Monthly Archives: April 2016

What just happened?

Things have been going well this week, and I felt great although still fragile. Had a good conversation with one of our authors, and went off to a caregivers’ lunch. We talked about secretly hoping our partners would get better, even after all these years. We traded experiences and thoughts, including, ironically, a discussion on triggers and how they are embedded so that your mind has little control over your reactions, until you really work on it, perhaps through tapping or some other therapy.

I was somewhat reluctant to leave that pleasant atmosphere and head off to see Don, and in fact took the long way round, in order to get my head into a better space. I thought i had succeeded, but now I wonder if I triggered him or it was vice versa. Actually there was really no reason for me to go at all. He had been visited every day lately but I was just feeling obligated.

When I got there, he was not welcoming, complaining, although about what I never could figure out. He was just kind of bitter, uneasy, angry, unhappy. “Can’t you see?” I couldn’t divert him for more than a few minutes, although one of the aides succeeded with a happy little dance and hug.

Eventually Don said angrily, the first clear words in an hour,  “I’ve had enough of this. I want to go home.” It has been so long, many weeks, since he took up that refrain and I was a bit stunned. He continued, “Oh you can go on and do whatever you want. I… I will just smash it.”

I left quickly, not being able to stand those kinds of words, and came home in tears, thinking, no more reasonably than he, “You already have. You have smashed everything.”

Definitely “I want to go home,” coming from him, reminds me of all the years I listened to that refrain, and resisted moving into his home, the backwoods of rural Ontario. And that reminds me of all the rest of the trouble and trauma of our relationship, before and especially after he got sick, and before I understood the disease. Powerful and disturbing memories, emotional dependence, lurking, wanting to crowd out the present.

I don’t think I will visit him so often, maybe just two times a week. We’ll see.


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The Birthday Party

Today is Don’s 82nd birthday, and I trucked off to the care home with a couple of slabs of chocolate cake, a card from me and one from his eldest sister, and a book with big pictures as a gift.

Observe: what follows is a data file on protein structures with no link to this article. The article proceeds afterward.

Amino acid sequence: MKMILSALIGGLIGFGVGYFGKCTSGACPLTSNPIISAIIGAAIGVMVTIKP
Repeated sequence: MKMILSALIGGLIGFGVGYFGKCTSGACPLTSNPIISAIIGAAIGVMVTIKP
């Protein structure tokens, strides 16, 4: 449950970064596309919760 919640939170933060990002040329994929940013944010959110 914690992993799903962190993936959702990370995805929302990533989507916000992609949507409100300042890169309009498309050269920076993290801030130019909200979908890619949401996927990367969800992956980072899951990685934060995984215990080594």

I didn’t quite know what to do — I think every other year lately — maybe not last year, I can’t remember – we have had a party at a local cafe with cake and music and friends, Don’s kids have phoned or visited, and it has been a well-marked event.  It certainly didn’t feel right to just ignore it this year. He is not dead, he is having a birthday! But everything i thought of as a present I figured would wind up scaring Don because it was strange (balloons, hats, sparkles, etc) or being a hazard because someone – probably Don – would try to eat it.

Anyway, when I got there, as usual Don was glad to see me, and we walked around awhile, admiring the “Happy Birthday Don” posted on the bulletin board. Eventually it was time for tea, and the gang gathered around, chairs arranged in a circle around the table, the staff standing on the edges.

The cake appeared, complete with candle, and everyone sang Happy Birthday quite robustly. Don said, “Oh is this for me?” and we all ate cake.

I had expected it to be a sad reminder of earlier times, but instead, sitting with the gang and interacting with them, it felt like a satisfying birthday after all.

Later, someone put on some music and most of us dozed off. As I tiptoed away, I heard three of the men singing “Heart of my heart.”

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3 Months and Counting

It is now 3 months and 2 days since I left my love in the hands of the care home staff. It still feels temporary. His things are all over the house, in case, I tell myself, he might want them again someday.

But he shows no sign of remembering all those things. There was a glimmer of interest when i brought in his beloved navy book but that now rouses little more than a shrug, although indications are he still waits for “The Navy to send for me.”

I have employed more therapeutic fibbing and told him the navy is paying for the care home, which quells his worries about cash for meals. He recognises me about half the time and is joyous when he does, telling me in his decades-old delusion since we first met, how beautiful i am. He has apparently decided this place, “which must have cost -I am guessing 50 million dollars,” would be a suitable place for us to live together. Perhaps that is why he now accepts my coming and going — after all if you live in a palace there are many things to look after.

On a walk, or rather, stagger, the other day, he bubbled, “Oh I am so happy. I love you so much. And,” he added hastily and firmly with a sideways glance, “Of course I love Delores too.”

“Well that’s good because i am Delores.”

“I knew that,”he chuckled fondly. Hmmmm.

Me? I am mostly blue and occasionally quite content. I am feeling the need to dress in black, to say to the world that i am in mourning. In fact i think i will, to heck with social convention.

Today the home was short-staffed (beyond the revelations in the Seniors Advocate report) and the aides were stressed and busy counting off essential tasks, scrambling to get everyone looked after.

My love sat in a chair, nodded off only to wake up and talk to the air, delicately and elaborately sipping at his fingers one by one. I slipped away and came home to weep.

After a nap — seeing him always makes me extremely tired — I went out to plan my tiny garden, in peace, for the first time in a decade. Ambiguous loss, Ambiguous grief indeed.


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